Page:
There is much to reflect on as the first hours of this first day on this new year come into being and the old memories fade, and that is as true for me as it is for all. 2010 to 2019 brought birth and death, graduation and setback, opportunity and foreclosure, and living in between. There have been thousands of sunsets, across the Swiss Alps, reflecting in city skyscrapers, melting into the Mediterranean, sweeping along my backyard, hitting the northern most tip of Prince Edward Island and illuminating the Pacific. Each one a precious lucky moment locked in my mind. Sometimes solitary but better with a crew, watching day’s end close with such a grand finale makes all the rest a better story to tell.
For much of this last decade I made an annual trek to read AP English Literature essays with a group of hundreds, and found among them a group of women I fell in love with, for their strength and wit and smarts and embrace of me. We worked like machines for 7 days straight but made sure to celebrate each year. I don’t know what the next decade holds for us, but I will treasure all the moments, loud or quiet, that we spent together doing that arduous and oh so rewarding task. The College Board may be a suspect organization, but these ladies are pure gems. They and other grand friends, some who I see everyday as I enter my work place, and others who I only see via Facebook, I will continue to treasure for all days. Friends are the best measure of a life worth living. As I look forward to the next decade I hope to see all these lovelies, and you too, again.
This whole natural world is worth seeing. Snowy mountain peaks, green river valleys, long stretches of prairie and miles of thick coniferous forests, rocky lonely shorelines and broad sandy coastlines, there is no end to the beauty outdoors. The decade began by sledding down the slopes of Château d’Oex, and ended snorkeling in the Pacific off of the Guanacaste coast of Costa Rica, with countless swims and hikes in between. There is really nothing like the freedom of diving in or climbing along. Standing on the ledge of the Grand Canyon one feels so very tiny, so very inconsequential, and at the same time so empowered with the force that lifts us up.
As impressive as nature’s cathedral, as are man’s. The Duomo di Firenze captivated me for an entire day with the dome, the crypt, the baptistery, and the cathedral itself. This decade I also stood under Michelangelo’s opulent Sistine Chapel ceiling, and listened to the bells ring out from Notre Dame in Paris and St. Patrick’s in New York. I watched the sun set beyond the Statue of Liberty in our greatest harbor and while glancing back to the Eiffel tower from the Seine. I walked hundreds of miles of city pavement to see the craftsmanship of Venice and Geneva, and the ancient ruins of Ostia Antica and Arles. Man has raised monuments that cause us all to stop, observe, and wonder at such dedication to the noblest of ideals. I am blessed to have entered so many towering structures, and in some with students. For all of this decade, and the one before, I have had the good fortune to be a teacher. Sharing words and ideas in my classroom has been my daily reward. But I have also stood in awe with students, ushering them onto buses or planes, trains or boats, from the tops of the Swiss alps to a Venetian gondola, along the waterways of Lake Como and across Lake Geneva, overseeing Vatican City from St. Peter’s dome to watching monkey’s crisscross the trees in Palo Verde National Park. Hundreds and hundreds of students have passed through my life, and I am richly rewarded by all they have granted me.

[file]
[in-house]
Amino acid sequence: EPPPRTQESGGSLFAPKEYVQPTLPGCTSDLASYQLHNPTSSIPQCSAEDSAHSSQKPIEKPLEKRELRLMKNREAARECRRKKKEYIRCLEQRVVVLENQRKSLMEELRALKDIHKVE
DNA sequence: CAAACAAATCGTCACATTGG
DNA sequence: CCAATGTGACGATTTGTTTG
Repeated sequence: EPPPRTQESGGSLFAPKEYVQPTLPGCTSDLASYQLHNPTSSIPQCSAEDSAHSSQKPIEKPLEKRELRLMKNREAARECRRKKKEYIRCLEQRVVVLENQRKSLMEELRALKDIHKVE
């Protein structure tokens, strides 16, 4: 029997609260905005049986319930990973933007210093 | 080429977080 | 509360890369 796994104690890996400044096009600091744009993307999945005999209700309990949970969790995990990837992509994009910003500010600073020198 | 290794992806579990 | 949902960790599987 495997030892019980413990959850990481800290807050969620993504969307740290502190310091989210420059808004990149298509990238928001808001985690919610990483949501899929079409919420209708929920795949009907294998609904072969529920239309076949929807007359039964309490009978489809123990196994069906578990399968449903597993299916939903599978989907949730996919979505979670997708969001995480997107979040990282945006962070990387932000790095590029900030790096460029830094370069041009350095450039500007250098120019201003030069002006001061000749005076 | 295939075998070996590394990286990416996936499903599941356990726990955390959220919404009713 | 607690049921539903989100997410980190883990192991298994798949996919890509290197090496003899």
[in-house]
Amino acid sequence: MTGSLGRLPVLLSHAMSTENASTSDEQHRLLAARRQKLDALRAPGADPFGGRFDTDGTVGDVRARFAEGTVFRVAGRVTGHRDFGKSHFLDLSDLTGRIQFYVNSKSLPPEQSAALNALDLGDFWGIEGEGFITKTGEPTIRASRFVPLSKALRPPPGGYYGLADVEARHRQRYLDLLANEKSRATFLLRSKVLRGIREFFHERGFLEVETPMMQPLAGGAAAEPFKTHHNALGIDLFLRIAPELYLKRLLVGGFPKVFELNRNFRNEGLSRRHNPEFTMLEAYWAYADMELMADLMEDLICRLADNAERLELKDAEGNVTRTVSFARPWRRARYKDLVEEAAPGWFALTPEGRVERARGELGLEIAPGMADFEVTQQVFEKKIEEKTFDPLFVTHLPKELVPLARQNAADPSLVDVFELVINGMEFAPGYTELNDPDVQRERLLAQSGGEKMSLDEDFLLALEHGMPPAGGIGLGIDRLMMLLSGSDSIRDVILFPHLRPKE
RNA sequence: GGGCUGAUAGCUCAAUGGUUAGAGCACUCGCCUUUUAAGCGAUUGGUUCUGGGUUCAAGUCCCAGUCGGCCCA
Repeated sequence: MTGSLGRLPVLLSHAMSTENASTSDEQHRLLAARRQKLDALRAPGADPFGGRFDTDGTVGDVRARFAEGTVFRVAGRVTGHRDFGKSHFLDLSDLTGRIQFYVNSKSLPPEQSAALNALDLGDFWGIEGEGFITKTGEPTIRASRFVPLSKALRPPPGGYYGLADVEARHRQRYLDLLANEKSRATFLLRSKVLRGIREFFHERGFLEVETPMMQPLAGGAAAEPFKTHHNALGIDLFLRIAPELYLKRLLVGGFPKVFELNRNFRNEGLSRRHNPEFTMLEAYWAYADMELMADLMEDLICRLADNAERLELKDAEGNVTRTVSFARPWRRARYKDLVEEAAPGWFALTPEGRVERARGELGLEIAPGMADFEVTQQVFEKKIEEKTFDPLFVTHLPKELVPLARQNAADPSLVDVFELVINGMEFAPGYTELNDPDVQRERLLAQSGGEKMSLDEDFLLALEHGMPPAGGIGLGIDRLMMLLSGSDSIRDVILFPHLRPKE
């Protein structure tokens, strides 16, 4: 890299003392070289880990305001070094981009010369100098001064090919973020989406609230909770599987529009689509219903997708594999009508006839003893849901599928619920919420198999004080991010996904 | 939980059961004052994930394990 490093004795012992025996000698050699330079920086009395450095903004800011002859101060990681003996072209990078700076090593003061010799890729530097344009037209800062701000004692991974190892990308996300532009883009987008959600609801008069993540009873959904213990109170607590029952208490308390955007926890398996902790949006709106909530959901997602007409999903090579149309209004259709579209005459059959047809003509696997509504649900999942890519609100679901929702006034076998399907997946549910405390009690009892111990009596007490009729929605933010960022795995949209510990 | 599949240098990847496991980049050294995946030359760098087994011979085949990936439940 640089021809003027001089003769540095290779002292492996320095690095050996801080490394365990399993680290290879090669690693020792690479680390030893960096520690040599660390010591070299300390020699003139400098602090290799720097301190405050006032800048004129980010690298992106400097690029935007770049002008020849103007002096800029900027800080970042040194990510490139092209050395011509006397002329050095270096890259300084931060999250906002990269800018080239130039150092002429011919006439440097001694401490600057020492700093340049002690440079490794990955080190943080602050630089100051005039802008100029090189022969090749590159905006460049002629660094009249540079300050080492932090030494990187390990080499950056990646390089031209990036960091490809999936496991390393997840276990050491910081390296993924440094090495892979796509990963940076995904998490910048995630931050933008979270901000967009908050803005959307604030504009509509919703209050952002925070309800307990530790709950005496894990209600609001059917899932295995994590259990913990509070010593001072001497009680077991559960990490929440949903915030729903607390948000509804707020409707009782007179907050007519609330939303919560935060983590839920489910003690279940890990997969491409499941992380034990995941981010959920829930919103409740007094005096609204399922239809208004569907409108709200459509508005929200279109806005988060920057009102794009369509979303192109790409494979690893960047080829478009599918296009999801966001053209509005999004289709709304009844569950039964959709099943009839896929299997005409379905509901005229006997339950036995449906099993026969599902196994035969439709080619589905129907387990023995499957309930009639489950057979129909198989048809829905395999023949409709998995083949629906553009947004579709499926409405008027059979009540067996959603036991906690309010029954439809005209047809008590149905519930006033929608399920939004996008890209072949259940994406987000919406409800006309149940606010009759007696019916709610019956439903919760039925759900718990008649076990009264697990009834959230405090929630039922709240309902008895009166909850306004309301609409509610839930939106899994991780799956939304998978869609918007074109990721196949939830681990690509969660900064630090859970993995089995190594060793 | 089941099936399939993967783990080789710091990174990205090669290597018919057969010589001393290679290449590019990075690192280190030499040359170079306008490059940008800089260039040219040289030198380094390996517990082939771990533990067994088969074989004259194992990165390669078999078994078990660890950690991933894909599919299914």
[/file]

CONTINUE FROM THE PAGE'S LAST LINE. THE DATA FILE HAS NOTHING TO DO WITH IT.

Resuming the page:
I have moved many times this decade, and a few of these shifts were filled with loss and grief. Each time we landed and watched the dawn from a new vantage point we realized we were going to be okay. On the tough days we echoed refrains to keep our chins up, our eyes forward, and matched on. We let go of what we could, we dragged along the rest, but in the end there was always we two, and that felt like the best door prize we could hope for. Same-sex marriage became legal this decade, which allowed us benefits we dreamt of forever. Entering our third decade together, my spouse and me are forged by time, tested by joys, and rewarded with all that the unknown offers. We are buoyed by our children, whose lives have made ours busy, with their passions and break-ups, their accomplishments too. This decade they all ventured away from home, making their own mark, their own industry, and their own truth. Our family is bigger through their friendships and loves, their versions and visions, and by inviting us to join their crews. I am never happier than with all of them, still.
This last decade did bring the births of some quite marvelous and zany little people but it brought death too. All our mothers are gone. God-mothers and birth mothers and even special aunts. Not a day goes by that we don’t miss them. They were bigger and brighter and wore everything better than we will ever, and their legacy courses through our days and nights; our happy moments sitting in the Metropolitan Opera or dipping toes into the Long Island Sound bring back their laughter. They remind me to tell the very best versions of life. To ask for more. To accept what comes instead. Their’s were not the only deaths this decade. I would be remiss if I did not mention the horrific gun violence, made worse on the daily. The rise of school shootings, as well as violence propagated by anti-semitism and anti-queer, as well as every form of racism, has filled our headlines. This painful reality is our America now, with no clear vision to curb the epidemic. We have lost our way. Perhaps it was inevitable in a country driven by lobbyists and the 1%, but I do hope that protecting children will become more of a priority than stockpiling military-style weapons. Imagine that world? That would be miraculous.
Looking back and ahead, there is really only one thing that I know for sure, which is all the wonderful beings that pop in and out of my life, at odd moments or the most critical ones, and who love and understand me, are at my very core, driving my purpose, connected in ways that unfold as they do, with crazy. Love is binding.
This next decade stretches ahead as a blank roll of cloth, ready to be patterned, cut and sewn into a wondrous garment. I hope to wear it better. I hope we all do. Happy 2020 dear ones. May your brightest stars shine on!
Although I live in the northern hemisphere, and am not a stranger to the harsh white against blue, with an icy wind, much of my real joy comes from diving into open bodies of warm waters, as is evidenced from the travel choices I made in 2019: vacationing with a warm breeze blowing the high clouds along their way and diving in.